Data in the sporting arena – LawInSport Conference next week

In case of interest, LawInSport’s Annual Conference is running a panel session next Tuesday morning on the subject of the use and commercialisation of player data in the sports arena (I am speaking alongside Hugh Tomlinson QC and Jorge Oliveira, Head of Data Protection at FIFA). The entire two-day conference is now being run remotely. You can purchase tickets here.

Anya Proops QC

Privacy & transparency in the family courts – Sir Andrew MacFarlane reports

The issue of how the protection of privacy rights should be balanced as against the fundamental public interest in achieving transparency and open justice within the family justice system has long vexed the family division of the High Court. On the one hand, ensuring the confidentiality of family law proceedings is crucial both in terms of protecting the fundamental privacy rights of those individuals who find themselves caught up in such proceedings and in terms of maximising their engagement in the process. On the other hand, a lack of meaningful transparency around the work of the family courts undermines public trust in the family justice system, increases the risk of miscarriages of justice and inhibits the public’s ability to press for reforms of the system on a properly informed basis. Continue reading

Reforming UK data protection laws – the ICO responds

Following the Government’s announcement of its proposals to amend the UK data protection legislation (which you can read about in Katherine’s Taunton’s post here), the ICO has now published its response to those proposals – see here. As expected, the core thrust of the response is that, in pressing for a new more business and particularly tech-friendly data protection regime, the Government should be careful not to throw the data privacy baby out with the bathwater. Not least, we see Elizabeth Denham, in her foreword to the response, emphasising the point that achieving public trust in business – particularly in the tech sector – through the maintenance of high standards of data protection is itself integral to the achievement of economic growth. In terms of the detail, there is much to pore over in a response that runs to some 89 pages. However, points that particularly caught my eye include the following: Continue reading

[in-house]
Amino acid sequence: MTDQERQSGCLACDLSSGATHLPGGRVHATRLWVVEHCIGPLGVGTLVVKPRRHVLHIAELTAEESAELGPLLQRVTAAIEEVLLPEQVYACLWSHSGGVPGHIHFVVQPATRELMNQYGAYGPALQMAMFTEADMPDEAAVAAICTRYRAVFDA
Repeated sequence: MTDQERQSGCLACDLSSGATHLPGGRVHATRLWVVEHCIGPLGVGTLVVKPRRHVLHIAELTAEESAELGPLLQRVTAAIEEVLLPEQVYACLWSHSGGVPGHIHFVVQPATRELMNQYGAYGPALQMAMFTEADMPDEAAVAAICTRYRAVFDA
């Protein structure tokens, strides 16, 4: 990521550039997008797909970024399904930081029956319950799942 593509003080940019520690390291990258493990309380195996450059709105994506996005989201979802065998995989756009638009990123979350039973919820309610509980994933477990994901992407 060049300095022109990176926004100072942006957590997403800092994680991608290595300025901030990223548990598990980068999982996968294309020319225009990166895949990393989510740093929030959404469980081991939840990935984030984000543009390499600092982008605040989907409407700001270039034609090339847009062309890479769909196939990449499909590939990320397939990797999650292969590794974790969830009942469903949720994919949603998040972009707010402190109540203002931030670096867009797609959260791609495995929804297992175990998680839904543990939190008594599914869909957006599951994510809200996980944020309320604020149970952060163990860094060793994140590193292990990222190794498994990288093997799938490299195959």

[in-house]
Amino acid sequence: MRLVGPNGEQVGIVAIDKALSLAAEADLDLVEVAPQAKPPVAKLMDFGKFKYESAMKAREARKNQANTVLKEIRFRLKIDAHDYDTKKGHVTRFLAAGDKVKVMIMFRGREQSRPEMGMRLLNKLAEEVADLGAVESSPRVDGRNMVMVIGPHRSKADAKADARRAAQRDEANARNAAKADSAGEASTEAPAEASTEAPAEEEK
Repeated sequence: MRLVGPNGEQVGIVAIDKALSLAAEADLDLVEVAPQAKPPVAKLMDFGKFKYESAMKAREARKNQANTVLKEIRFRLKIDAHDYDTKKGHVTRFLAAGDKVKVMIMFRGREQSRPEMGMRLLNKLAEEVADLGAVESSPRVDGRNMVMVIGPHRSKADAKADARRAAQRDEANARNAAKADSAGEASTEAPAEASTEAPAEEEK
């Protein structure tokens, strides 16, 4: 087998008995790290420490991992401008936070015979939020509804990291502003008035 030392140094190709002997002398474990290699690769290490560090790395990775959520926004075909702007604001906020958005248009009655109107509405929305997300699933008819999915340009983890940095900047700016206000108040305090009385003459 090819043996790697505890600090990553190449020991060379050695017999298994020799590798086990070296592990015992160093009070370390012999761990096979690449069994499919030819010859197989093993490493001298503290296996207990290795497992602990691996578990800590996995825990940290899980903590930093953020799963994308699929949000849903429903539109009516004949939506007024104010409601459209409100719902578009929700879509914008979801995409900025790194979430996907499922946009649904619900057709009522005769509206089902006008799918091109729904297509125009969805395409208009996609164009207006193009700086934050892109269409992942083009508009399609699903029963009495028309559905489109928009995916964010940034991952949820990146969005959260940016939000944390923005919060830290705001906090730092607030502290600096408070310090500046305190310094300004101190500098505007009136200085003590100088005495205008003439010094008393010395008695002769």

New CJEU judgment on intermediary liability

The UK Government’s recent introduction of an Online Safety Bill has raised afresh the important question of the extent to which online intermediaries can and should be required to curate and police the content that they host or index online. The Bill itself is controversial. Not least there are serious questions as to whether, as currently framed, it will: (a) require intermediaries to meet excessively burdensome standards (b) subject Ofcom (the proposed regulator in respect of the relevant online safety duties) to regulatory obligations which are themselves Augean in nature and further (c) fundamentally undermine the free speech rights which the Bill itself recognises are foundational to a modern digital democracy. In other words, there is a serious question as to whether this is a Bill that will do more harm than good. It is against that backdrop that we should turn to consider the recent judgment of the CJEU in the case of Peterson v Google LLC C-682/18 and C-683/18. The Peterson case is a copyright case, and so its relevance to the readers of this blog is not immediately discernible. However, it is a case worth considering particularly in view of what it says about the protections afforded to online intermediaries, and particularly hosting platforms, by the E-Commerce Directive. Continue reading